Tiffany Pennamon @tiffanypennamon
Midtown traffic has become a nightmare since the election and one city council member is calling on President-elect Donald Trump to move his transition headquarters out of Trump Tower on Fifth Avenue.
Ydanis Rodriguez, who chairs the city council’s transportation committee, held a press conference Monday to urge Trump to “be a good New Yorker and good neighbor” and get out of the city. “We’re calling for Donald Trump to move his meetings and his transition headquarters out of the most populated island in America, New York City,” Rodriguez said, standing in the bus lane in front of Trump Tower. “Instead of New York City, I hear that Florida is a great way to escape the cold weather heading our way.”
Rodriguez said he was responding to complaints from drivers, pedestrians and cyclists. Even buses face barricades, lane closures and detours as a result of security measures implemented last month for Trump.
Rodriguez also said that he hoped Trump would help invest in the city’s infrastructure by supporting administrative plans for “mass transit upgrades,” including new Port Authority buses, protected bike and pedestrian lanes, and additional funding for possible water transportation methods. The added emphasis on infrastructure would prepare New York “for the next 50 years,” Rodriguez said.
According to Rodriguez, improving the city’s transportation system is only possible if the federal government reimburses the city for the nearly $30 million already spent hosting Trump, his family, and his transition headquarters. “We did not have it in our budget for 2017,” Rodriguez said.
When asked how Trump’s presence has affected police coverage of the area, Rodriguez said that the city spends a million dollars a day protecting him.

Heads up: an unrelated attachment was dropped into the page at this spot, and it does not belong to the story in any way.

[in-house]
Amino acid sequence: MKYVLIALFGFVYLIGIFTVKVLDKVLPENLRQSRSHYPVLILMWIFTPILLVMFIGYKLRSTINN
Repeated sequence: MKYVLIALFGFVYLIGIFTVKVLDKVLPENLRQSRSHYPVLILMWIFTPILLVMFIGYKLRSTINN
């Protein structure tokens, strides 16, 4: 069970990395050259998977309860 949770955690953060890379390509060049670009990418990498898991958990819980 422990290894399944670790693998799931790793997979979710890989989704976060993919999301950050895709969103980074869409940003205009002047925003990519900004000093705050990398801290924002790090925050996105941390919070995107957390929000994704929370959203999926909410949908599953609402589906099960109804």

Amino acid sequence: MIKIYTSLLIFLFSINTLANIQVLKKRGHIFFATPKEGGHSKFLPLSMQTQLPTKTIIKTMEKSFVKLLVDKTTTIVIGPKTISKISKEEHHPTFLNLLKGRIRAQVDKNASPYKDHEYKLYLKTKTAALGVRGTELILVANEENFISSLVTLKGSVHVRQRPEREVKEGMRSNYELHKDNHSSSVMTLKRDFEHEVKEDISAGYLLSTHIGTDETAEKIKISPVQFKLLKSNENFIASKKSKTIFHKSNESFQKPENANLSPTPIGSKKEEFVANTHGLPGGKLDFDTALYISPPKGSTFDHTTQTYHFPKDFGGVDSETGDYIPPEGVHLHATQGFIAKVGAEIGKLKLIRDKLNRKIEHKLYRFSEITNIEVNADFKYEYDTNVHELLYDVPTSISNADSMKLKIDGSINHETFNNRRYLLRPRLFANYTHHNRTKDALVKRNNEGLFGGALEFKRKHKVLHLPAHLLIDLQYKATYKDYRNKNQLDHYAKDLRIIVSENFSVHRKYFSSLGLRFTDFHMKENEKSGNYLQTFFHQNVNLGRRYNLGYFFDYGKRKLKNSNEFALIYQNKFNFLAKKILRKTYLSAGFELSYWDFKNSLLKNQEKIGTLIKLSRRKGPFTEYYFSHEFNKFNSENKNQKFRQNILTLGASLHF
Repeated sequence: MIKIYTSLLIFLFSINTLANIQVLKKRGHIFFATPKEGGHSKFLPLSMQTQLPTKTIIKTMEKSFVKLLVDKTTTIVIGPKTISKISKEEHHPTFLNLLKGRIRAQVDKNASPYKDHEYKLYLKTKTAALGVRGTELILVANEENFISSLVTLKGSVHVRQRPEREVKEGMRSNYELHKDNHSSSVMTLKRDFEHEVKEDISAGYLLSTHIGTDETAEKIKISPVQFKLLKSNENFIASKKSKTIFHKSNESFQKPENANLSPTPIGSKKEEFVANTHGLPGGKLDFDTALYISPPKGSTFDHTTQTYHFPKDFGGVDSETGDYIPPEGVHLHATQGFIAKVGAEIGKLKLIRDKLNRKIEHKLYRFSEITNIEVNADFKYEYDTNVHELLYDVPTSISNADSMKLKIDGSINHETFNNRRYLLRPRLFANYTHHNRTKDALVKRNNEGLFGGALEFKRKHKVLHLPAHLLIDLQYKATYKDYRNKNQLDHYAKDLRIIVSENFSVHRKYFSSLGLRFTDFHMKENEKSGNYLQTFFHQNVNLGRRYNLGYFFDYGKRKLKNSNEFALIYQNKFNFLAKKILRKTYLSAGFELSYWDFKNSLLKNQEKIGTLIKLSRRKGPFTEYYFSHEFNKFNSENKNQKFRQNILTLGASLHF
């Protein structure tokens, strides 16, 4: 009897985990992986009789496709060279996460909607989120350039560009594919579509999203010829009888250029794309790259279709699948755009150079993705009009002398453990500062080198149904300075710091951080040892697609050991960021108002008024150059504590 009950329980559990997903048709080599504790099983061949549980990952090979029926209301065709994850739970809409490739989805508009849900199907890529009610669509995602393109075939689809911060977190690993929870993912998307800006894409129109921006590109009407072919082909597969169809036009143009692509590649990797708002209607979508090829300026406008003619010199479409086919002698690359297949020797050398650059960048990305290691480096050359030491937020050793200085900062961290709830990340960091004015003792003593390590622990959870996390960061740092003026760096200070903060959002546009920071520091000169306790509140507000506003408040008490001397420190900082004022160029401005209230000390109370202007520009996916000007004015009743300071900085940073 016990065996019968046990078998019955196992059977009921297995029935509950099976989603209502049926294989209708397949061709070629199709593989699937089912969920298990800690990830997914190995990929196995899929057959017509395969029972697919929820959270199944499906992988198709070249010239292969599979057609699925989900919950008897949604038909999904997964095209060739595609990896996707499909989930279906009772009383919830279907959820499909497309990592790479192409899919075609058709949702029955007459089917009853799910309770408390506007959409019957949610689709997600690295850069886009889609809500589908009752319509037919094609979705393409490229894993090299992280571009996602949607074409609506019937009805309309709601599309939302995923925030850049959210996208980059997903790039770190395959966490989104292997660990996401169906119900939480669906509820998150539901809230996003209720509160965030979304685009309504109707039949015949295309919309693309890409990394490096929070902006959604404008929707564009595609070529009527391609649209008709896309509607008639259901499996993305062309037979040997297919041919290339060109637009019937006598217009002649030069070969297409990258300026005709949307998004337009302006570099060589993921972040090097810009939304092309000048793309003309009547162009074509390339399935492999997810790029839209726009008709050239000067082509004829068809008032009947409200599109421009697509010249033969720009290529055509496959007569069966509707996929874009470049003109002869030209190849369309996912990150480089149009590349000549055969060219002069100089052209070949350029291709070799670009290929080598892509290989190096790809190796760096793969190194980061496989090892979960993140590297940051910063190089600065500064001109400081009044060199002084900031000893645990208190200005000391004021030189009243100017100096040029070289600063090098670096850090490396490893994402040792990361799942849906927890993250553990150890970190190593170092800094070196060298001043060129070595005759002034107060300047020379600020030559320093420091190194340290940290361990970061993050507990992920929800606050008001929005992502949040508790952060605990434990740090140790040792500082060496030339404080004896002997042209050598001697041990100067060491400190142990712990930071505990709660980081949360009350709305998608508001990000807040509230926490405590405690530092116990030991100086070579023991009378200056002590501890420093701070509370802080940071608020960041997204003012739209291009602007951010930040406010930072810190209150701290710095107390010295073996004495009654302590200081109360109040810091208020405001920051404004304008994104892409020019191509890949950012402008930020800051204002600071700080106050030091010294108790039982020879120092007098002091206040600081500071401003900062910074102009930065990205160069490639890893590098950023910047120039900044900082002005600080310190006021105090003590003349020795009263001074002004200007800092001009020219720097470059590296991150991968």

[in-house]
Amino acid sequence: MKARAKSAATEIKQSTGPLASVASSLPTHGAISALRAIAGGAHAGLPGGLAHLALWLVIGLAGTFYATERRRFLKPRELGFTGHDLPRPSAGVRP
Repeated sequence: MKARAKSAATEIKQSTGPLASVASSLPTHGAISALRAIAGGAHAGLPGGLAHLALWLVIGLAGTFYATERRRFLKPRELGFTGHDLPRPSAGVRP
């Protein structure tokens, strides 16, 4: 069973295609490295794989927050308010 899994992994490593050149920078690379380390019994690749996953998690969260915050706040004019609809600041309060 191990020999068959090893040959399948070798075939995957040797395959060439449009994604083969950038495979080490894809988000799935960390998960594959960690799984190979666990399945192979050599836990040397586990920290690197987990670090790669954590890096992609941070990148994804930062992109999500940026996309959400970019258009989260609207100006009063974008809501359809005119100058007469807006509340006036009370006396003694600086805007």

While Rodriguez spoke, four police officers in long coats stood guard in front of Trump Tower. “Take your photos, but you gotta keep moving,” one police officer said to pedestrians passing the press conference.
As the transportation chair continued his press conference, taxis, buses, and police cars drove by in the background. Steel barricades line the sidewalks for several blocks north and south of the building on Fifth Avenue while security officers directed traffic.
Taxi and bus drivers in the area say they are used to bad traffic but Trump’s presence brings it to a new level of nuisance. “All of the operators are complaining about traffic, and passengers are complaining to them,” said Jim Gannon, director of communications for the Transportation Worker’s Union Local 100. “MTA is considering re-routing those routes.”
A taxi driver who did not want to give his name agreed with Rodriguez. “It’s a nightmare,” he said. “It’s not just Trump. The area around this time of year is always heavy with Christmas and tourists. The sooner he gets out of the city, the better.”
With the holiday shopping season in full swing, Rodriguez said that retailers and business owners are frustrated by Trump’s decision to stay in town. “The impact of this means longer commutes, delayed deliveries and more crowded sidewalks in an area with thousands of offices and places of business, resulting in lost revenue,” Rodriguez said in a press release.
And it is not only the top tier stores on Fifth Avenue that are affected. One street vendor who did not want to give his full name said that the increased presence of security officers has limited the traffic on the street of his winter clothing stand at West 58th Street and Fifth Avenue.
Ordinary New Yorkers have also protested the use of their tax dollars for security. After Trump announced that his wife, Melania, and their son, Barron, would stay in New York after the inauguration, almost 105,000 residents called for them to leave New York in a petition created on Change.org. The petition, which is addressed to Gov. Andrew Cuomo and Mayor Bill de Blasio states: “This is what tax dollars should be used for, improvements for the city and all the people of the city, not just one.”
At the end of his press conference, Rodriguez called on Trump to think about the values most important to New Yorkers and to be “a part of the solution” for the city’s infrastructure needs. “That’s what a good president can do for New York City,” Rodriguez said.